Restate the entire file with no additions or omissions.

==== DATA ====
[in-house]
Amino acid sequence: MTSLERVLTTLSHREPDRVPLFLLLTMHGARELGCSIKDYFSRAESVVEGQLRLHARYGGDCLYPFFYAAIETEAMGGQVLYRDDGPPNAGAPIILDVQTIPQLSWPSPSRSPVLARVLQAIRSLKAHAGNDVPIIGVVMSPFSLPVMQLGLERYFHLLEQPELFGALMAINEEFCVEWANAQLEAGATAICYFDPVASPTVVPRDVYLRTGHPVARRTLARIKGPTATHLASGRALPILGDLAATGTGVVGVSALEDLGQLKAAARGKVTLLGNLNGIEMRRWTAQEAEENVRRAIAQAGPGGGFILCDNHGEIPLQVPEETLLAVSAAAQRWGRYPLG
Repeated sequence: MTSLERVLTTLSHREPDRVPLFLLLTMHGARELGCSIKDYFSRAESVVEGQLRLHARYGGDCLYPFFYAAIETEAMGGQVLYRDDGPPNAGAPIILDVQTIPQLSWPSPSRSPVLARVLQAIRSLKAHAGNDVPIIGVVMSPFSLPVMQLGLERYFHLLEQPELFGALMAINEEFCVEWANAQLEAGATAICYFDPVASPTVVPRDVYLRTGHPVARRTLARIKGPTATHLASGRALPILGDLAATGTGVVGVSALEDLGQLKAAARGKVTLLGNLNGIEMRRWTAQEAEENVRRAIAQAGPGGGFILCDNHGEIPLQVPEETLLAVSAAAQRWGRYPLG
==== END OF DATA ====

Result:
[in-house]
Amino acid sequence: MTSLERVLTTLSHREPDRVPLFLLLTMHGARELGCSIKDYFSRAESVVEGQLRLHARYGGDCLYPFFYAAIETEAMGGQVLYRDDGPPNAGAPIILDVQTIPQLSWPSPSRSPVLARVLQAIRSLKAHAGNDVPIIGVVMSPFSLPVMQLGLERYFHLLEQPELFGALMAINEEFCVEWANAQLEAGATAICYFDPVASPTVVPRDVYLRTGHPVARRTLARIKGPTATHLASGRALPILGDLAATGTGVVGVSALEDLGQLKAAARGKVTLLGNLNGIEMRRWTAQEAEENVRRAIAQAGPGGGFILCDNHGEIPLQVPEETLLAVSAAAQRWGRYPLG
Repeated sequence: MTSLERVLTTLSHREPDRVPLFLLLTMHGARELGCSIKDYFSRAESVVEGQLRLHARYGGDCLYPFFYAAIETEAMGGQVLYRDDGPPNAGAPIILDVQTIPQLSWPSPSRSPVLARVLQAIRSLKAHAGNDVPIIGVVMSPFSLPVMQLGLERYFHLLEQPELFGALMAINEEFCVEWANAQLEAGATAICYFDPVASPTVVPRDVYLRTGHPVARRTLARIKGPTATHLASGRALPILGDLAATGTGVVGVSALEDLGQLKAAARGKVTLLGNLNGIEMRRWTAQEAEENVRRAIAQAGPGGGFILCDNHGEIPLQVPEETLLAVSAAAQRWGRYPLG